As with the regulators, the gas appliances operate at different pressures.
LPG also requires an air (oxygen) to gas ratio of approximately 25:1 whilst natural gas is 10:1, for proper combustion.
To achieve this difference, LPG is typically provided in a smaller quantity but at a higher pressure (2.75 kPa vs 1.1 kPa), drawing more oxygen with it into the burner.
Conversion requires the purchase of a conversion kit from the manufacturer and the labour cost for having a gas fitter make the changes.
Gas appliances conversions should only be done by qualified technicians or licensed gas fitters.
This assumes that there is even a conversion kit available.
Conversion kits are not available for many older gas appliances, necessitating the purchase of a new gas appliance.
CNG Price & Lack of Competition
The CNG price is obviously linked to the local cost of natural gas. The cost of the more expensive high pressure compressed natural gas storage cylinders are also likely to increase the CNG price of cylinder rental, when compared to LPG.
The rarity of CNG gas suppliers for home gas means there is little, if any, competitive pressure to keep CNG prices reasonable.
So, an initially attractive CNG price may vanish quickly, after the homeowner is locked in by the cost of conversion.
Can Natural Gas be Stored in a Tank - Natural Gas Bottles - CNG Tank
Natural gas can be stored in a tank as either CNG - Compressed Natural Gas - or as LNG - Liquefied Natural Gas. Natural gas bottles contain the CNG - compressed natural gas storage. The compressed natural gas storage is at the very high pressure pressure of 20–25 MPa (2,900–3,600 psi). However, the energy density of CNG gas is relatively low, so the fuel tanks take up more space than LPG.
The cost and size of the high pressure compressed natural gas storage gas bottles (CNG tank), as well as the expensive compressor equipment, make a CNG filling station a significant investment.
How to Fill a Propane Tank with Natural Gas?
You could fill an LPG - propane - tank with natural gas but it would need to be at a lower pressure than with compressed natural gas storage - a CNG gas tank.
LPG tanks are just not as heavy and strong as CNG tanks because they are not normally required to sustain high pressure contents.
The end result is that there will be less CNG contained in the LPG tank, as the pressure and resultant energy density will be lower.
Cost of CNG Service Stations
The high cost of the refilling gear is the major barrier to wider adoption of CNG gas as vehicle fuel.
This is why it is commonly used for vehicles operating out of central terminals, as is the case with buses.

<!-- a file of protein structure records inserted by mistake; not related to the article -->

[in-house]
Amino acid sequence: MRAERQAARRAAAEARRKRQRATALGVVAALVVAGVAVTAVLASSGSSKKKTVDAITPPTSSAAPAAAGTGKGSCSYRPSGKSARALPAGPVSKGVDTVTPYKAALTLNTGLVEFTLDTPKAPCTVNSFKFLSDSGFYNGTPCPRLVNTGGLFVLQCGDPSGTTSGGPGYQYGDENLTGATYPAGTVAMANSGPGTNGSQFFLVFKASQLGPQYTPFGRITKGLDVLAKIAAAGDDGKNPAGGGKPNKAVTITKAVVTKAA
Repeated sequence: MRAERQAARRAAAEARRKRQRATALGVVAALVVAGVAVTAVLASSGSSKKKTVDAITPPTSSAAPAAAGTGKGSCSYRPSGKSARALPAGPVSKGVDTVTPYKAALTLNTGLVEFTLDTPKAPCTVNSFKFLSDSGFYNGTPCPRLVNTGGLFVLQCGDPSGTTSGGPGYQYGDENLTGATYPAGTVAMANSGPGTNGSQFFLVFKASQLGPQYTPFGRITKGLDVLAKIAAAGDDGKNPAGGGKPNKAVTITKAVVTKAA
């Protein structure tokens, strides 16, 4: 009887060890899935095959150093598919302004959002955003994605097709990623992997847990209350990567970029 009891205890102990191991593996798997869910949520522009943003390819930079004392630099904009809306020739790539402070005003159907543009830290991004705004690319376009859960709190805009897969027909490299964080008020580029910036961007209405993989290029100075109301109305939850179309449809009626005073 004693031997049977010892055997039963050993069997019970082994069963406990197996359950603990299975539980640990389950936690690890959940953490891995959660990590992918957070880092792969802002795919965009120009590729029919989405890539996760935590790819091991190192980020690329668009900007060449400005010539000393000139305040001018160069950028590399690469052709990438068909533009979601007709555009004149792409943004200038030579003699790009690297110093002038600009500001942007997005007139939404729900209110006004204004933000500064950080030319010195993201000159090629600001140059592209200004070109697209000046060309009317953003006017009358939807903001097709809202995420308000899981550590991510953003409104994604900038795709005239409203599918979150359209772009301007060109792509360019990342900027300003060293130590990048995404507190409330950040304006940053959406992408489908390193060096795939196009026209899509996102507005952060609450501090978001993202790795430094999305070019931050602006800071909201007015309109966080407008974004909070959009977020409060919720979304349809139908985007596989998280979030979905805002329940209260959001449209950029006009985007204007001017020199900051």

The very high and captive usage rate makes the investment viable.
Different Cruising Ranges & Boot Space
Assuming they have the same sized fuel tanks, LPG has a much greater cruising range, due to the higher energy content. CNG gas fuelled vehicles typically have a much larger and heavier tank because of the compressed natural gas storage, usually infringing on boot space. (see accompanying image)
Even with a larger tank, many CNG vehicles still have a diminished cruising range.
In contrast, the new toroidal LPG tanks are doughnut shaped and fitted within the spare wheel well, with no boot (trunk) space lost. (image below)
Availability for Vehicular Fuelling
LPG – Autogas – has much more availability than CNG gas.
CNG gas refuelling stations are sparse, to say the least.
This is particularly true outside of metropolitan areas.
In combination with the lesser cruising range, this makes trips to certain country areas very difficult, if not impossible.
One could get very anxious when the fuel warning light comes on, when outside of a metro area.
Home Refuelling is Not Viable
If you are thinking that you can refuel a CNG gas car at home, you may wish to reconsider that concept.
Natural gas in a home is under very low pressure.
To fill from home would require a system that is a combination pump and compressor.
The process is very slow, so usually done overnight.
There are two other problems, aside from the refilling time.
The first drawback is the cost of the refuelling system, at upwards of $10,000.
The second is fuel contamination.
Honda stopped selling its home CNG refuelling unit because of moisture and other contaminants found in many ordinary natural gas supplies.
While CNG gas is an excellent choice for vehicle fleets that operate out of terminals, availability and low energy density make it a very questionable choice for cars or home use.
The existing and extensive LPG infrastructure makes LPG a much better choice for cars, in addition to the cruising range advantage.
The much greater energy density of LPG also make it the superior solution for home bottled gas users, with longer lasting cylinders.
Comments, questions or feedback?
The information in this article is derived from various sources and is believed to be correct at the time of publication. However, the information may not be error free and may not be applicable in all circumstances.